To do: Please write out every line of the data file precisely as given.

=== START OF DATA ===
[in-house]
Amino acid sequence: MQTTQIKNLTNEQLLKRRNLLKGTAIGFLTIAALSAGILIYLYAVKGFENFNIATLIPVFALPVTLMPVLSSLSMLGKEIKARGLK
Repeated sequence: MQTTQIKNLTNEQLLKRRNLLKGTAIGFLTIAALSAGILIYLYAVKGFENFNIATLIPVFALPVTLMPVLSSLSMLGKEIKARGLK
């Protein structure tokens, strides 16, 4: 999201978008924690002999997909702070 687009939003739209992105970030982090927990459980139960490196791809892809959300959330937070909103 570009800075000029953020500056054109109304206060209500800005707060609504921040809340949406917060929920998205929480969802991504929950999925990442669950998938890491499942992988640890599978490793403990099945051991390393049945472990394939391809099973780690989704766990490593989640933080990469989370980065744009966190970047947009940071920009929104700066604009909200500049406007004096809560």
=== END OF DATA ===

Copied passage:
[in-house]
Amino acid sequence: MQTTQIKNLTNEQLLKRRNLLKGTAIGFLTIAALSAGILIYLYAVKGFENFNIATLIPVFALPVTLMPVLSSLSMLGKEIKARGLK
Repeated sequence: MQTTQIKNLTNEQLLKRRNLLKGTAIGFLTIAALSAGILIYLYAVKGFENFNIATLIPVFALPVTLMPVLSSLSMLGKEIKARGLK
């Protein structure tokens, strides 16, 4: 999201978008924690002999997909702070 687009939003739209992105970030982090927990459980139960490196791809892809959300959330937070909103 570009800075000029953020500056054109109304206060209500800005707060609504921040809340949406917060929920998205929480969802991504929950999925990442669950998938890491499942992988640890599978490793403990099945051991390393049945472990394939391809099973780690989704766990490593989640933080990469989370980065744009966190970047947009940071920009929104700066604009909200500049406007004096809560």